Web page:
Having a structured routine in which I can accomplish some goals has, paradoxically, given me freedom.

When I went about my days without any intentions, I was much more rattled by anxiety about “getting things done,” and by the evenings, I would feel bad that I hadn’t accomplished more with my day. While I don’t think it’s wise to only permit myself to do things I enjoy after I’ve accomplished a certain amount of things, I do find so much more joy in relaxing and exploring my hobbies when I’ve worked at a few goals or fulfilled a few intentions. When my husband badgers me about relaxing, he’s not saying that I should sit around and do nothing, he’s saying that I should invest my time in things that bring me joy, and I can agree with that.

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I’m curious to know about your relationship with time and routines. Do you find yourself worrying over wasted time, or does it not phase you? Let me know in the comments!

 

 

16 thoughts on “How to Spend Time Meaningfully

  1. Point2 , I find I work on 5 or so blog posts at once . Flitting from one to the other. Sort of works as I don’t get bored with them. Overall though for longer things, routines can be a problem? Have you tried meditation? Seem to work to give me some space and distance and be more relaxed to plan more.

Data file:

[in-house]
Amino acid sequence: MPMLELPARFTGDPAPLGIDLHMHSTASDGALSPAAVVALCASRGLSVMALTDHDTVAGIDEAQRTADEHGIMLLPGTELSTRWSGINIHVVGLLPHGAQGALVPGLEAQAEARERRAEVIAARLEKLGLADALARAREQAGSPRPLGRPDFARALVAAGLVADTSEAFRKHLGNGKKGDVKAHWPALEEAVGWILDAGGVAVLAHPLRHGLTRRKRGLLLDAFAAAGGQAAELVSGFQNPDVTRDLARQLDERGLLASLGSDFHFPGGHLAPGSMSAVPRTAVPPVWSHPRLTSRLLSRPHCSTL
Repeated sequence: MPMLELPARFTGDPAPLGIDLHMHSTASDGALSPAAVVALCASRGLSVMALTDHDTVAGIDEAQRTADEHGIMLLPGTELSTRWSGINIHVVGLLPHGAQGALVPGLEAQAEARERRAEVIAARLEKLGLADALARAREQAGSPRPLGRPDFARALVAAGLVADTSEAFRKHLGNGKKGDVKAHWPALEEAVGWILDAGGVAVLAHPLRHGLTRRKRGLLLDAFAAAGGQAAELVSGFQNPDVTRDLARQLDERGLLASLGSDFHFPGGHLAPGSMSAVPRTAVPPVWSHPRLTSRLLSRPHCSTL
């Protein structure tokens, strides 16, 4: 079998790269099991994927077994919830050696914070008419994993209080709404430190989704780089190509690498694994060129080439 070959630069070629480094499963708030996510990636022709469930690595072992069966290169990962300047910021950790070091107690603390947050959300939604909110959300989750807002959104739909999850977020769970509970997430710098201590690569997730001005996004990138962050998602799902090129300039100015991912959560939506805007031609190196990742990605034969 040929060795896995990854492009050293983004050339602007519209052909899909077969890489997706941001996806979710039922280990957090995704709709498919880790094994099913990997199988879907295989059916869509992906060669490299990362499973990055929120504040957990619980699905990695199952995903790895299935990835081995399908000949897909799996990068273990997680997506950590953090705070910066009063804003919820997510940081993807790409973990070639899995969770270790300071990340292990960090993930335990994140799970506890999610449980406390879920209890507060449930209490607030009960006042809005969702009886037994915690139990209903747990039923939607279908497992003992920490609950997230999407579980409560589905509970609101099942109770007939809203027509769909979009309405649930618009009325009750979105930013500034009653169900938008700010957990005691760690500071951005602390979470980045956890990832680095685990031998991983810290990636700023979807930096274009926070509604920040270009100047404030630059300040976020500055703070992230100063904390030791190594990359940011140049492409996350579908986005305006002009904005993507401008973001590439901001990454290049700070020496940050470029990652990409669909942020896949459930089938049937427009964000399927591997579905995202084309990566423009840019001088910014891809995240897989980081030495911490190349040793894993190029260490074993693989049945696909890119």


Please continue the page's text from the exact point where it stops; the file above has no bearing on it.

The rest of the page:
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  2. Hey Tim – I’m glad that you are able to work with yourself so that you don’t get bored, but personally, I find it too difficult to sustain multiple projects at once. I’m also glad that you find meditation so helpful! I know that a lot of people seek a great deal of refuge in meditation, but I prefer general mindfulness to meditation. I don’t feel as though I am not relaxed, generally, anymore. I meant to convey, through this post that I am finding a lot of freedom and peace through having a structure and routine. I know that it doesn’t work like that for everyone, which is why I am careful to write my blog posts only from my perspective because I don’t want to tell anyone how they should live their life. I am only saying that routine and structure have worked for me. It sounds like maybe for you, having a routine makes you feel a bit too boxed-in, which I can understand. I feel that way sometimes, too, but I have found that I actually feel worse without some rough scaffolding of a routine. It doesn’t have to be exact day by day, but at least a little loose structure so I can maintain some level of discipline toward writing and accomplishing my goals. But, again, that’s just what works for me, at this point in my life. Someday, I expect it will change.

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  3. I hear you. I do need a routine but I found a way to allow my mind to dart around within it. It All worse better not beating yourself up about things – as I used to,not saying you do